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Art to create empathy with the Arctic


Environmental artist Kat Austen, who developed her multi-media performance The Matter of the Soul in conversation with researchers at the Priestley International Centre for Climate, has performed the iconic work at the UN climate conference in Poland.

Kat, who was Cultural Institute Fellow in Arts and Science 2017–18, used her time at the University of Leeds to explore the capacity of art to engender empathy with the process of climate change.

The Matter of the Soul, which combines music, sculpture and video installation, was performed in Katowice, Poland, on 1 December, accompanied by three dancers with choreography by Kasia Witek.

Kat Austen said: “Time is short to act on climate change. I’m honoured that The Matter of the Soul can contribute to the discourse, and thrilled to have worked with Kasia Witek to realise this work at Greenpeace’s Climate Hub at COP24.”

“Playing” Arctic water

The Matter of the Soul uses water from the Arctic to highlight the effects of climate change. Austen explores the changes to ocean chemistry caused by the melting of Arctic ice using hacked lab equipment to transform them into musical instruments.

The culmination of her fellowship was the premiere performance of The Matter of the Soul as a symphony performance at Opera North’s Howard Assembly Room in Leeds. Austen “played” samples of Arctic water in a live performance of a three-part work based on field recordings from a trip to the Canadian High Arctic, accompanied by pianist Matthew Bourne and cornet player Alex Bonney (below).

Telling the story of changes to the waters around Baffin Island in the Canadian high Arctic, the symphony incorporated snippets from interviews with people living in the region as well as visitors to it. Austen also highlighted the role played by socio-politics and culture in the Arctic’s physical changes.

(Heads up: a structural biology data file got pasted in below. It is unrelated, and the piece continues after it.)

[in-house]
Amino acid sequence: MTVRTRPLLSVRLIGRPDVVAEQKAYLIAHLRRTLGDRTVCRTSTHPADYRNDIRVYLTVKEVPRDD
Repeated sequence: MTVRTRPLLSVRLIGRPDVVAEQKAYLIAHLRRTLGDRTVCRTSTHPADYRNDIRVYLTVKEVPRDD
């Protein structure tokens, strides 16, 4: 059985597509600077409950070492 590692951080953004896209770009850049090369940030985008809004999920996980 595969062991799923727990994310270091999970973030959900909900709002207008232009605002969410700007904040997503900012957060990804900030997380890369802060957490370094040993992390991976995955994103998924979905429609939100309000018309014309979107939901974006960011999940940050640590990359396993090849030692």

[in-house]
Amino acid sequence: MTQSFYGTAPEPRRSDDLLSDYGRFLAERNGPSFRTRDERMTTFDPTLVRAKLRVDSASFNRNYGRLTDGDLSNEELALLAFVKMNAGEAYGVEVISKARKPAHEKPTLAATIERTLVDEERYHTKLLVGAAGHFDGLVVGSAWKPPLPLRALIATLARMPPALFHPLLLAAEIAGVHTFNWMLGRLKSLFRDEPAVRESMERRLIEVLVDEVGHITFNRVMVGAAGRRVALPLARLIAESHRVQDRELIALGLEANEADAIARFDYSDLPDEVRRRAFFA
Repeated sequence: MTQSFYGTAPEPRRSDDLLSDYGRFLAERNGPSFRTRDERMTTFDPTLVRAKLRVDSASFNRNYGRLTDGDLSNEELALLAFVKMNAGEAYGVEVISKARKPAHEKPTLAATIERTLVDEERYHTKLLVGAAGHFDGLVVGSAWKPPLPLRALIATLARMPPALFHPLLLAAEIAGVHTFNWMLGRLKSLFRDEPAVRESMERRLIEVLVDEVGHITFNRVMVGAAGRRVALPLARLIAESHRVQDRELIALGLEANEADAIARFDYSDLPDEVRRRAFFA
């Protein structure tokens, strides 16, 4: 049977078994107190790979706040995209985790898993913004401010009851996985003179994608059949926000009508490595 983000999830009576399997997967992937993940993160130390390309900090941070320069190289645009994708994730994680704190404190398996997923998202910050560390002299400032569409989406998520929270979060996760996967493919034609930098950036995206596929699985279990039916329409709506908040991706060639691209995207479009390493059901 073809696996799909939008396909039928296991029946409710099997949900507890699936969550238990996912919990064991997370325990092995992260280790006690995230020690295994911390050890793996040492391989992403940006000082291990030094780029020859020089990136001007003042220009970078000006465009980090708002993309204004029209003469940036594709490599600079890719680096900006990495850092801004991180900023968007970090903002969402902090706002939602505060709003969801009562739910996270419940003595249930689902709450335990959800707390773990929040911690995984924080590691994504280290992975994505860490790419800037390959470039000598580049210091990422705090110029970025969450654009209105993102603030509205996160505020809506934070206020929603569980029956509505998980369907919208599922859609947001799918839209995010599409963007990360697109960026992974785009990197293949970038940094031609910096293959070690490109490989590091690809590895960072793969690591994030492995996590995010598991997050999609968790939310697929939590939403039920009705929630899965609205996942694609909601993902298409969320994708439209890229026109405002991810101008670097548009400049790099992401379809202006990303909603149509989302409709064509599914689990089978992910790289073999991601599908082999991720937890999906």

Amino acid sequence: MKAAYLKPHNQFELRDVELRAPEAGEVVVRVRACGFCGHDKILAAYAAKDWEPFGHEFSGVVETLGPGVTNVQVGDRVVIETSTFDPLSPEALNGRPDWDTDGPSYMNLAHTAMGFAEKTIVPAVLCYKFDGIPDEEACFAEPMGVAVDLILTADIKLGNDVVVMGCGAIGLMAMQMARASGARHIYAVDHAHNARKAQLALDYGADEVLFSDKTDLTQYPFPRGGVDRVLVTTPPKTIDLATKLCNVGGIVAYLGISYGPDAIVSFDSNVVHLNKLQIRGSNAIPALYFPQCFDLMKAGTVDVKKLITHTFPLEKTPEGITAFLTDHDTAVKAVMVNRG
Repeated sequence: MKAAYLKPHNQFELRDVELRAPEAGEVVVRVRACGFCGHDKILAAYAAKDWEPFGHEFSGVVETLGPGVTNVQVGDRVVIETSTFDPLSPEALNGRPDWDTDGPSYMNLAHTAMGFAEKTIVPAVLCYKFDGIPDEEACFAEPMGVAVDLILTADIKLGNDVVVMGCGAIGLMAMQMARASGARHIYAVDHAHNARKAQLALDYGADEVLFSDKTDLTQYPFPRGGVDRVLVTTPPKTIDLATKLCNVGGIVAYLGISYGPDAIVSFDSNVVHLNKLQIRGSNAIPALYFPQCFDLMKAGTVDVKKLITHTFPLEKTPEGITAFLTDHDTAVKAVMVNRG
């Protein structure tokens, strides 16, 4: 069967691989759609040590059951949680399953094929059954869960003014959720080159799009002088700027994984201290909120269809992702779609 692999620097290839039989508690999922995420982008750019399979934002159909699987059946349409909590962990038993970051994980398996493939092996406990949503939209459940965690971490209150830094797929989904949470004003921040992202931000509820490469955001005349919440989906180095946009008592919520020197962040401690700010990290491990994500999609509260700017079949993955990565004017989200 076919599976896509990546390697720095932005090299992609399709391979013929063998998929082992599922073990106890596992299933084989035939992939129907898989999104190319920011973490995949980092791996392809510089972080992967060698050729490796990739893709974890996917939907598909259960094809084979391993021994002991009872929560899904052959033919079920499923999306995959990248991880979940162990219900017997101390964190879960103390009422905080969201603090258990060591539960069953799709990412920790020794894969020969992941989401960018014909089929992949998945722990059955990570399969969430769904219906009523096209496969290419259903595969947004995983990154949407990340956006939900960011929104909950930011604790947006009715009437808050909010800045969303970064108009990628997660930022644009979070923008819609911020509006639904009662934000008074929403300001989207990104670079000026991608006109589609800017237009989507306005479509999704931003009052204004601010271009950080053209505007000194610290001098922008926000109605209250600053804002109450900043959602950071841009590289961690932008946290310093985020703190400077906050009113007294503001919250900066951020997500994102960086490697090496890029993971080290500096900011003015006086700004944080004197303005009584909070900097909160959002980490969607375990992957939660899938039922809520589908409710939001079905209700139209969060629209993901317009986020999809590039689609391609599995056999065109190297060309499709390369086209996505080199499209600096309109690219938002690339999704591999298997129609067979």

An emotional relationship to the environment?

Following the Intergovernmental Panel on Climate Change report urging drastic changes to how we live in order to avoid catastrophic global warming, Austen saidː “I’m asking again the questions that inspired this work: in the face of insufficient action on climate change to date, can art prompt an emotional relationship to the environment, and can that motivate us to act differently?”

“The Matter of the Soul combines music with sculpture to engender empathy with the process of dispersal and transformation in the Arctic. I wove together narratives of human migration, cultural changes and the movement of water from ice to ocean in this fragile and iconic region as a way to emotionally engage with the complexity of climate change.”

  • Kat Austen is a Berlin-based artist and Cultural Fellow in Art and Science at the University of Leeds. She is 2017–18 Artist in the Arctic for Friends of the Scott Polar Research Institute, sponsored by Bonhams and OneOcean. She lectures on art and citizen science at University College London’s Art and Science BASc
  • Research for The Matter of the Soul was supported as part of the Artist in the Arctic programme by Friends of Scott Polar Research Institute, One Ocean Expeditions and Bonhams. The scientific instruments were donated by the Chemistry Department of University College London, and the symphony was also supported by Ice Alive.

Main image: photo by F. Glowinski